A: I think writing for film is quite a bit like writing novels, because theyíre both very visual you need readers to be able to see clearly what it is youíre describing.  I tell students that a screenplay is a lot like a novel with a whole lot of very short chapters.  I find itís easier to go from a novel to a screenplay than it is to go from a stage play to a movie, because with stage plays, youíve really only got dialogueóreally thatís your main tool. 

Q: What are some movies that are examples of great writing?

A: I love Tarantinoís films, because of his ear.  I love movies like A Simple Plan, where the characters are so rich.  I loved the subtlety of Lost in Translation thatís just a lovely screenplay, so evocative and real.  I loved a great structure I adore Amores Perros in that regard.  Charlie Kaufman I find a little overrated, though I loved the nice, unfussy job he did with Confessions of a Dangerous Mind. 

Q: I once read when someone starts out in screenwriting, they should write three full length screenplays then throw them away because they are probably rubbish. What separates the amateur from the successful pro?

A: I donít know about throwing out early work, but I do know that the main difference between an amateur and a pro is not writing, but REWRITING.  Youíve just got to keep fussing at it.  Get people to read it who will tell you the truth and LISTEN to what they tell you.

Q: What do you recommend a writer do when starting a new screenplay: Just start writing and let the creativity flow? Or do an outline, and a treatment first?

A: Different strokes for different folks.  Iím very much a flowing creativity writer, but some people (Tim Slover comes immediately to mind) have to get the structure right first.  Either way, you have to get the structure right, but I find it in rewrites; I canít do a first draft that way.  I have to explore.

Q: M. Night Shyamalan once said that he rewrote the Sixth Sense something like 20 times before he was satisfied. Is that sort of rewriting really necessary?

A: Absolutely, totally.  Shyamalan is a fine writer, and he works fast, probably does FEWER drafts than other writers just as good. 

Q: Is there a market for freelance scriptwriters in the LDS film industry, or are most of the scripts being written by those who direct and produce them?

A: The latter.  Richard Dutcher can get away with it, because Richard is a real writer, and he takes the time to get the screenplay more right than anyone else.  But Brigham City desperately needed at least one more draft.  The real problem is people who essentially film a first draft.  The Book of Mormon movie comes immediately to mind.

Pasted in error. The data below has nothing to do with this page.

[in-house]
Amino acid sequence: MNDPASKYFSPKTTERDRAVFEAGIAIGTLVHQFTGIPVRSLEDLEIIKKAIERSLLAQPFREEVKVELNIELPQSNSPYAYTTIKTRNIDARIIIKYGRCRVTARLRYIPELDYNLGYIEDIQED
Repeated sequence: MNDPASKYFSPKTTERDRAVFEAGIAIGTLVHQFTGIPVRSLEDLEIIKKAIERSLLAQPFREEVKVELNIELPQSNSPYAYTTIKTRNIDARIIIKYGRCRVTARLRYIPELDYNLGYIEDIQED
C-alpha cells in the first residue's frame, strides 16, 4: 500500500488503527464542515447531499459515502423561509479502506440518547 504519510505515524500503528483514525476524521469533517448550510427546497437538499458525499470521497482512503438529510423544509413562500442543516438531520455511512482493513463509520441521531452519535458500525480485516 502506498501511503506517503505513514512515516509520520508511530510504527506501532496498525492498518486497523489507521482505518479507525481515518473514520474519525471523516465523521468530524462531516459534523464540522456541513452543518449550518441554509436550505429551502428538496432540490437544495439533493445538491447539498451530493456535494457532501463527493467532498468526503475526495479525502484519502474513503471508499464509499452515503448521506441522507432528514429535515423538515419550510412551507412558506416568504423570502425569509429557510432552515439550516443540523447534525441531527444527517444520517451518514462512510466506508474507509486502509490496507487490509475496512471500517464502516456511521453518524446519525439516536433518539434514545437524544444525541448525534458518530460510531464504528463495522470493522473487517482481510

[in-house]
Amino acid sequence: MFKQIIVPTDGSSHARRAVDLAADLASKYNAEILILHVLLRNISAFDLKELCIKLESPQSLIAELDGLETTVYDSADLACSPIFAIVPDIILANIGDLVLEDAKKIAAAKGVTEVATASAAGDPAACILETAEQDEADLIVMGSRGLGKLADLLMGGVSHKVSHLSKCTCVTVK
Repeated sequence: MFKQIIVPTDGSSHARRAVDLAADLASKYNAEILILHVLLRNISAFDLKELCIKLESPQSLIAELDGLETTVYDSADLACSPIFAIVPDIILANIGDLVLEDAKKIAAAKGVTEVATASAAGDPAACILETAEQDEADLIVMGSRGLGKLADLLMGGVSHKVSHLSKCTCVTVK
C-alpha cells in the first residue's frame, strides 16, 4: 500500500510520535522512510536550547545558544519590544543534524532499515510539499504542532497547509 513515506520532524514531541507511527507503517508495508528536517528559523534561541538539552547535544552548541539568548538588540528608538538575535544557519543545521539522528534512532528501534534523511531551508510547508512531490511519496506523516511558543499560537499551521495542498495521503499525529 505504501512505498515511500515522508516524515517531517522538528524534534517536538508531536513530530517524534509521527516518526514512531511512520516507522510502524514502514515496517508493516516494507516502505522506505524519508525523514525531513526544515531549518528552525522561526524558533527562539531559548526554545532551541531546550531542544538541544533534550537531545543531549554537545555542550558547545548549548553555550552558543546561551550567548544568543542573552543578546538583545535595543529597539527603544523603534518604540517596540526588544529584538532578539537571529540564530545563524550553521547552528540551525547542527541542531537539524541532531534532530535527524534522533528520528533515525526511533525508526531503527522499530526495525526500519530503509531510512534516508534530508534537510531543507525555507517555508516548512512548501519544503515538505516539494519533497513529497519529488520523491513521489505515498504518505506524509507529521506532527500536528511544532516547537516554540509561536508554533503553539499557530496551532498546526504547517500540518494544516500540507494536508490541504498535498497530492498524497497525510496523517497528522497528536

Q: What would you suggest a person who is interested in writing a screenplay for the LDS film industry do to get it sold?

A: Iíd work through Excel.  Theyíre interested in getting into producing, and theyíve got people with good script sense.

Q: How much do Hollywoodís unwritten rules of screenplay submission apply in the LDS film industry? For example, if someone submits a script to an LDS filmmaker with three brads instead of two, will it get thrown away?

A: Probably not.  But why not make the work as professional as possible.

Q: What is your impression of where the LDS film Industry is: Cute Toddler, Gawky Teenager or Mature Adult?

A: Obnoxious Toddler, mostly, though we have had some Gawky Teenager films.

Q: Where to you think the future of the LDS Film industry lies? Will it expand beyond where it currently is into the mainstream? Should it?

A: It will either expand into the mainstream or itís going to die.  Right now, I think itís probably going to die.  Too many lousy films in a very tight market. 

Q: Any final thoughts or comments on screenwriting or the LDS Film industry?

A: Thereís no reason our culture canít be presented as compellingly as any other culture in the world.  We just have to make our work as good as we can make it.